Eve Aston — a woman who survived the Manchester Arena bombing at Ariana Grande's 2017 concert in the U.K. — has been found dead, years after the massacre reportedly left the 20-year-old with PTSD and depression.
“It's like a bad dream. It’s like she’s going to walk back through the door and say, ‘Got ya!’ She’s left such a big hole — everyone’s saying they can’t believe it," Eve's mom, Amanda Aston, told Birmingham Mail, noting the family is "heartbroken."
Eve was reportedly found dead on Friday, July 23, in the bedroom of her Finchfield home. Though her cause of death is still unknown, Eve's mom revealed her late daughter faced many challenges after the horrifying attack.
"[Eve] loved cars and was looking at getting a job working with cars but her depression got worse. She couldn’t sleep or hear bangs after the concert," Amanda told the outlet. She also revealed Eve went to the concert with her dad, Andrew Aston — who was the one who found the brunette beauty dead in her room.
Eve and Andrew attended the "positions" songstress' concert at the Manchester Arena on May 22, 2017, when 22 people were killed by British suicide bomber Salman Abedi. Apart from those who lost their lives on that tragic day, more than 800 concertgoers were left “with physical and deep psychological injuries,” authorities stated, per the New York Post.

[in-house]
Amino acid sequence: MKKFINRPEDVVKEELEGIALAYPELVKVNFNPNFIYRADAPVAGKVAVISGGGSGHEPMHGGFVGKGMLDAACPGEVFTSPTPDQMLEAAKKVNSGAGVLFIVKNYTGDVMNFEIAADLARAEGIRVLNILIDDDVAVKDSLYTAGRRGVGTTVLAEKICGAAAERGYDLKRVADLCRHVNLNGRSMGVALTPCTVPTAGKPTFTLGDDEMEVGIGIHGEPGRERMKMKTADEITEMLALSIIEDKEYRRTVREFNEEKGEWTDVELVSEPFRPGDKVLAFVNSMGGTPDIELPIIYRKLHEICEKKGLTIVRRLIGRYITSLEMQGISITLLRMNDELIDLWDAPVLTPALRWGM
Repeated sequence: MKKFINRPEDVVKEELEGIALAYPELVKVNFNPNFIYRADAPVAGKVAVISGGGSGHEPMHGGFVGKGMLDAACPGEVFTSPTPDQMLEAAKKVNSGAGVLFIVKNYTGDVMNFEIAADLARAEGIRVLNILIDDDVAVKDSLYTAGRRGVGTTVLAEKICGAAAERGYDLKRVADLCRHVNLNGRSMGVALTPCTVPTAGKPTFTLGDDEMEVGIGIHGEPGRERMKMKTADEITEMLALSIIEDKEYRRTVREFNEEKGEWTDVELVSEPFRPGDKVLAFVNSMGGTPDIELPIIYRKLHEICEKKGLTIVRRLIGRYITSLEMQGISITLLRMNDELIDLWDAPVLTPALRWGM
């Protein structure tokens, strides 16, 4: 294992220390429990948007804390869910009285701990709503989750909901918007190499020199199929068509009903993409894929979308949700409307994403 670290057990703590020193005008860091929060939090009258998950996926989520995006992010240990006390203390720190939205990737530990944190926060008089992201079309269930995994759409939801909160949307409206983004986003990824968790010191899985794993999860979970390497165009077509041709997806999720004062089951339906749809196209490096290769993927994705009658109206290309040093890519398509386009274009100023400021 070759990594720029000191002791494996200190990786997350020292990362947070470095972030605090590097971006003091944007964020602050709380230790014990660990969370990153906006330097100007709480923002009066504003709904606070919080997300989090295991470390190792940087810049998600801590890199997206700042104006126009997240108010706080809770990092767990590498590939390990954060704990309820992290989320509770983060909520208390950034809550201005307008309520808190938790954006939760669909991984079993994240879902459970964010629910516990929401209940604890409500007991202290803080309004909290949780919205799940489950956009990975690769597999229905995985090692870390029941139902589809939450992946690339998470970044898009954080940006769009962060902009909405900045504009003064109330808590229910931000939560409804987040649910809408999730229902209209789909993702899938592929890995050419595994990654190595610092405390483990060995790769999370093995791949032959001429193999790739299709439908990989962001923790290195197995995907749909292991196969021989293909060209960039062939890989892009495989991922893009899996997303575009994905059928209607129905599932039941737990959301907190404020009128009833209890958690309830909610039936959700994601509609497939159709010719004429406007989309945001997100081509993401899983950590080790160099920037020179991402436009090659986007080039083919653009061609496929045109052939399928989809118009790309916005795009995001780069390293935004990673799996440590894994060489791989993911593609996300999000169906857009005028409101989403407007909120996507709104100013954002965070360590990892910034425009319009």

“[Eve and Andrew] were on the other side, not where the bomb went off," the grieving mom continued to tell the outlet of that night. Despite suffering from her own battles, Amanda said Eve "has been back to Manchester and has loved putting flowers down for people."
Apart from announcing the tragic news, Amanda praised her late daughter, sharing that she was a "jolly soul" from the "moment she was born."
"She had a very funny sense of humor and was a daddy’s girl," the 55-year-old continued. “She always had friends around her and was having sleepovers. She had lots of friends who she was always there for.”
While trying to come to terms with the loss of "such a beautiful person," Amanda declared: “[Eve] should be here. We want to give her a good sendoff."
"You shouldn’t have to bury your daughter," the mourning mom said. "I wouldn’t wish this on my worst enemy.”